Hamish the terrier top dog at Commonwealth Games

Barry and Aaron Chisholm  leading the team out with Hamish at Celtic Park. Picture: PA
Barry and Aaron Chisholm leading the team out with Hamish at Celtic Park. Picture: PA
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HE was the breakout star of the Commonwealth Games opening ceremony – and now he’s told how he seized his chance to steal the show (well, to be fair, his owners did the talking).

Hamish the terrier led out Team Scotland during Wednesday’s extravaganza at Celtic Park to thunderous cheers, accompanied by owners Barry and Aaron Chisholm, from Dunbar.

The father and son were given the honour of leading the home athletes as they paraded in front of 40,000 spectators and an estimated global TV audience of one billion.

“It was absolutely fantastic,” said dad Barry, 40. “It was almost like a dream come true to lead your national team out in front of such a large crowd. It was absolutely phenomenal.”

Hamish and family were only cast in the Glasgow 2014 opener after a chance meeting with a dog groomer whose friend was one of the consultants working on the show.

Mr Chisholm said: “I went to my usual groomer that we take Hamish to, but they couldn’t squeeze us in because they were too busy. So we went to one in Edinburgh, and I got talking to a woman there who said her friend was looking for Scottie dogs for the Commonwealth Games.”

He was sceptical that anything would come of it, but was soon called by organisers desperate to sign up Scotties.

“It just went ballistic after that,” said Mr Chisholm. “It’s been great being involved.”

They were the only father-son team to take part in the parade, after Barry originally asked if 11-year-old Aaron could walk Hamish around the stadium. “I feed and walk him, but he’s really my son’s dog,” he said.

Officials initially insisted Aaron was too young to take part, but eventually relented, making the opening ceremony a family affair for the Chisholms and their pooch.

Hamish and his 40 fellow Scotties, who each led out a national team while wearing coats emblazoned with their country’s name, became a global sensation on the night, and the Chisholms’ seven-year-old terrier now has his own Twitter account to soak up the acclaim.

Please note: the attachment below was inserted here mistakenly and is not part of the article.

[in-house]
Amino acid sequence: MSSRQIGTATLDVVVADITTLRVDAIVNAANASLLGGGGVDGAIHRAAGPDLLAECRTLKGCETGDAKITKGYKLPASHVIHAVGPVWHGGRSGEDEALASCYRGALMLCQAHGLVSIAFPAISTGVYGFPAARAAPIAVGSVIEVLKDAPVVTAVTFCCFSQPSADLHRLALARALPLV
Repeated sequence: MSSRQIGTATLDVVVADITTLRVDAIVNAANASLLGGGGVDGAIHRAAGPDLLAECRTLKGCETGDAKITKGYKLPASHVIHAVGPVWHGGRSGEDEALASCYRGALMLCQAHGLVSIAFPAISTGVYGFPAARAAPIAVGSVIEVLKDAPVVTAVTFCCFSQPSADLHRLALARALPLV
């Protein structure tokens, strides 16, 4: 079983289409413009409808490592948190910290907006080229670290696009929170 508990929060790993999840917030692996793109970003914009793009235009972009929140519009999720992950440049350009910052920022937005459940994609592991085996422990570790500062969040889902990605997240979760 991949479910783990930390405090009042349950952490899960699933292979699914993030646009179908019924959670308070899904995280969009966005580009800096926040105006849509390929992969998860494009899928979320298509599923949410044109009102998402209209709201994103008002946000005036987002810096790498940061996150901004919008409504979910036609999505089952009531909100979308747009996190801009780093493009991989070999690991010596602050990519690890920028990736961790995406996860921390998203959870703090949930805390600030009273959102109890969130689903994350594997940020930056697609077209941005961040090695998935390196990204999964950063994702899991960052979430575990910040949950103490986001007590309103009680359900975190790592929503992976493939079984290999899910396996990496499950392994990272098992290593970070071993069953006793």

Since his star turn, Hamish has been lapping up his new-found celebrity on the streets of Glasgow, posing for doggie selfies with adoring fans in his Team Scotland coat.

Mr Chisholm said: “He’s handled it very well. He spent yesterday walking around Glasgow, and he’s been recognised by taxi drivers shouting ‘Hamish!’ out the window.

“He was on the television yesterday morning – it’s been crazy but a great experience.

“Everybody seems to have gone crazy for the dogs. It’s just been a massive phenomenon that has swept the nation. Everybody has wanted to see him and take their photo with him.”

His owners haven’t missed the chance to get a few celebrity snaps of their own, being photographed alongside Scotland judoka and flag bearer Euan Burton, performer John Barrowman and even Sir Chris Hoy.

Edinburgh dog trainer Lynn Aitchison, who was recruited as a consultant by event organisers Jack Morton, acted as headhunter and troubleshooter ahead of the parade.

Known to her friends as “Lynn the dog lady”, the Kennel Club-accredited dog instructor spilled the kibble on the doggy prima donnas.

“These dogs have been pampered,” she said. “There was a marquee specially put up for them just beside the stadium. There was benching put up like they use at dog shows, and there were crates provided so all the dogs had their own little den and could have a rest.

“There were fans in the marquee because it was warm.”